“While it was to file a case against a woman accusing her of adultery, the Zina Ordinance made it very difficult for a woman to obtain bail pending trial. Worse, in actual practice, the vast majority of accused women were found to be guilty by the trial court only to be acquitted on appeal to the Federal Shariat Court. By then they had spent many years in jail, were ostracized by their families and had become social outcasts.”

Girls, as young as twelve years were accused of extra marital intercourse “under circumstances that would have otherwise mandated statutory rape charges against their assailant,” according to the Human Rights Watch.

These examples showcase how the void in law has led to mass injustices and led millions of people to commit to injustices due to the overriding fact that no one will speak against religion. Religion is a form of taboo in our society. People who speak up or interpret Islam in a way that is not in line with the political sphere will be openly assaulted. A recent example is Maulana Kokab Noorani, who openly insinuated the public to kill an actor (Hamza Ali Abbasi) for disrespecting Islam. The said actor spoke on the controversial topic of Ahmedis and so, he should have been killed according to Mualana Kokab Noorani. The scandal resulted in the actor being banned from live television. In contrast, there were no consequences for the Maulana who had threatened a man’s life! This highlights the ripple effect of Article 2A and its insinuation of the articles of Islam.

The point of this article remains that the Constitution has created rifts and needs amendments due to the various interpretations of Islamic principles and not due to Islamic procedures. Another problem that arises from Article 2A is that there is a deep misunderstanding of what rule can be applied under Pakistani law. For example, the recent Protection of Women Against Violence Bill 2015 was rejected or silenced by clerics for allegedly contradicting Shariah law. Which article of the Shariat does this conflict with? This is still unclear and will remain unclear, as there will be no debate and no further assessment. Instead such issues would silently be brushed under the rug as those in power could arbitrarily dismiss laws where they would deem necessary.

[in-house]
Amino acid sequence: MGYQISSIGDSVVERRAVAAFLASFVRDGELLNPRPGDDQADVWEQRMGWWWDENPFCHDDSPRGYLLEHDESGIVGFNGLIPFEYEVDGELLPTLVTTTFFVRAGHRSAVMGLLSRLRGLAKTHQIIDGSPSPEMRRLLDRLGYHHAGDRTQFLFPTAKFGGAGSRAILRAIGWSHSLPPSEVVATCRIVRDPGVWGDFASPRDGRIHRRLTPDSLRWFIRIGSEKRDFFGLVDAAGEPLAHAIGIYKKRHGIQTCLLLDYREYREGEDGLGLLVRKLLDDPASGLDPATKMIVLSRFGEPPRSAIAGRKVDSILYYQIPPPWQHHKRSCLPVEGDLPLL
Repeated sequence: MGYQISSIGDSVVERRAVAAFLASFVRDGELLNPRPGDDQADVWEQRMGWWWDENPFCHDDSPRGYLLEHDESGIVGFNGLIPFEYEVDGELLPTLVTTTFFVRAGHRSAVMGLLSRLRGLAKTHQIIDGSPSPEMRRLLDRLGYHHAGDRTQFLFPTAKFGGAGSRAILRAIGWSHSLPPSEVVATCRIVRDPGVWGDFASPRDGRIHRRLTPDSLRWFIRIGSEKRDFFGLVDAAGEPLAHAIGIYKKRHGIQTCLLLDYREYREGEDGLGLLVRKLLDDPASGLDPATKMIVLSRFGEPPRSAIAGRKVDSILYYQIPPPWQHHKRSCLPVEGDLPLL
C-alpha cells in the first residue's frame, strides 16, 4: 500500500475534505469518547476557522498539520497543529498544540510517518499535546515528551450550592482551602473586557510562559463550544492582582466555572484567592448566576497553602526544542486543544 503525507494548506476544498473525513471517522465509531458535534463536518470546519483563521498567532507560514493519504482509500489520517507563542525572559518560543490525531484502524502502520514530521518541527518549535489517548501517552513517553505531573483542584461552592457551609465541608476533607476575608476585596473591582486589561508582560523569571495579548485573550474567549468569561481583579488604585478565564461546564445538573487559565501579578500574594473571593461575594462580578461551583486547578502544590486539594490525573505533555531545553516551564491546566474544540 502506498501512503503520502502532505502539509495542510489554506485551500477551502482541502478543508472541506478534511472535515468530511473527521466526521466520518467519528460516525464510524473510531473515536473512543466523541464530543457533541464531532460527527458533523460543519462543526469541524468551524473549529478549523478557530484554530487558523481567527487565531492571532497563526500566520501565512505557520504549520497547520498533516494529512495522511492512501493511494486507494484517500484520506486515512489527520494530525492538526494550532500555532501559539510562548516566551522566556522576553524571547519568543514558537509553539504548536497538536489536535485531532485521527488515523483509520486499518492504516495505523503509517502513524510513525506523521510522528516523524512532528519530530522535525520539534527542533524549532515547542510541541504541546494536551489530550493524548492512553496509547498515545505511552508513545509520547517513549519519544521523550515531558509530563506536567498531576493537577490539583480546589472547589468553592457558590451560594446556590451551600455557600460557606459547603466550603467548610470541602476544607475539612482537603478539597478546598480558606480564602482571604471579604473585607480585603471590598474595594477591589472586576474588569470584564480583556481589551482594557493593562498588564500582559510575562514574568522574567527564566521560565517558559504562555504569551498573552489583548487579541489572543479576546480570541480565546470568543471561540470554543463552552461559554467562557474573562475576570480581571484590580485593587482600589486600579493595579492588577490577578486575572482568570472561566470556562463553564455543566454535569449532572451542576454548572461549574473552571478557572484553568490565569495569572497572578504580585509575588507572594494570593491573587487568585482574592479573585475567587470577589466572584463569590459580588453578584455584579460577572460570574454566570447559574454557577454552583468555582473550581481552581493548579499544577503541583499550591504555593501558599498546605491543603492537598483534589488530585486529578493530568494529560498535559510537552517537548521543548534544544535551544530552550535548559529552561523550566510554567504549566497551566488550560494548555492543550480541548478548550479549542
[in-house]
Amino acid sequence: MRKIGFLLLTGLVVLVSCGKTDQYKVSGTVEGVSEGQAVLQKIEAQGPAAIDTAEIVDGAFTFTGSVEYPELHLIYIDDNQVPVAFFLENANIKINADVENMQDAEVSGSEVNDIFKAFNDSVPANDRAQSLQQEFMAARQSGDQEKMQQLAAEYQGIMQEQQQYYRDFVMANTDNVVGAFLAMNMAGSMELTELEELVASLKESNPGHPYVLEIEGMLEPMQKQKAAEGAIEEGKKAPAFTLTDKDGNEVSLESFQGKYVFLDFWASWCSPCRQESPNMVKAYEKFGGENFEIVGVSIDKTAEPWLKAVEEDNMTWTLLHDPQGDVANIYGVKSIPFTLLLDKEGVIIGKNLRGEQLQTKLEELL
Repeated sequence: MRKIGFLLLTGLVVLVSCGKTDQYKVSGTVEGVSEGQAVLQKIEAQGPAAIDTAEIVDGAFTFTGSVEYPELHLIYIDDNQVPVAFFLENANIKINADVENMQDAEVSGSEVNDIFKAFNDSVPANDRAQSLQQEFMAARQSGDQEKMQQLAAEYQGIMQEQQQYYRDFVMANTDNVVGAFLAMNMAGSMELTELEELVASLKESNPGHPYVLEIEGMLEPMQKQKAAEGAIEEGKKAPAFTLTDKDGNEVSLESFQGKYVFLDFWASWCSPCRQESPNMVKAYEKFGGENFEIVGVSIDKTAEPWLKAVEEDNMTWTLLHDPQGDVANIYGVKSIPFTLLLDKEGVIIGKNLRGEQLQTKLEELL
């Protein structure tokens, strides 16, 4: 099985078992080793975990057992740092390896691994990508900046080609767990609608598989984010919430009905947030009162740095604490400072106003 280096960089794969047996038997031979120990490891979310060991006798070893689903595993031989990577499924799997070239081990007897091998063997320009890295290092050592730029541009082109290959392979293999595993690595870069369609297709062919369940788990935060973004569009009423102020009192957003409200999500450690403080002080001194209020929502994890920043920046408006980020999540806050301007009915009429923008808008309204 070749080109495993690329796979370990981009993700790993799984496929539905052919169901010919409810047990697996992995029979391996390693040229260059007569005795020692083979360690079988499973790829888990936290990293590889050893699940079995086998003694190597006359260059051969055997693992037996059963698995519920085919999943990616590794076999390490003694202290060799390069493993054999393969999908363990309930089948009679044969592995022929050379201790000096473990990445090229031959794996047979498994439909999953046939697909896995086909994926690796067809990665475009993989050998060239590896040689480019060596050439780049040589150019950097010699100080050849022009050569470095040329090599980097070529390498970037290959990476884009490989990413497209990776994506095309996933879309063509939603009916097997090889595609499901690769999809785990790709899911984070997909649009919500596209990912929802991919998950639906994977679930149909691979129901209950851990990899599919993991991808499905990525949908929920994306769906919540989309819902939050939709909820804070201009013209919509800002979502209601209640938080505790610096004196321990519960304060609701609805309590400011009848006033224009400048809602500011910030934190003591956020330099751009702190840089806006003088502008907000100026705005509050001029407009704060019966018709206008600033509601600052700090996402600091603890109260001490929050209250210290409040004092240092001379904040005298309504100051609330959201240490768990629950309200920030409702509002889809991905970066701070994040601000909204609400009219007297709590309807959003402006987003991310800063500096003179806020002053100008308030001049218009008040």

2A has again generated a continuance of questions: which law is supra-constitution and which is not? The High Court in the case of Hakim Khan finally ruled that 2A is a supra-constitutional provision. However, in the case of Zaheer-ud-din, Abdul Qadeer has opened up a few exceptions to this provision.

The majority of the population believes that Shariah is not suited to modern times and creates a theocratic state. Such criticisms and accountability issues, especially in line with international law and human rights, have put our legislature under pressure to conform with international standards and thereby flee from the Shariat. Islam and its principles are being criticized due to the perception that Shariat might be the cause of rudimentary and oppressive laws being instilled in Pakistan. This is not what Liaquat Ali Khan intended to produce when the Objectives Resolution was introduced. Liaquat Ali Khan envisioned a modern democratic state that remained within the bounds of Islamic authority, yet the reality today is far from this.

The views expressed in this article are those of the author and do not necessarily represent the views of CourtingTheLaw.com or any other organization with which she might be associated.

Deeya Farrukh

Author: Deeya Farrukh

The writer is a law student of the University of London International Programmes at University College Lahore. She is an intern at CourtingTheLaw and has also worked as an intern at Dawn newspaper.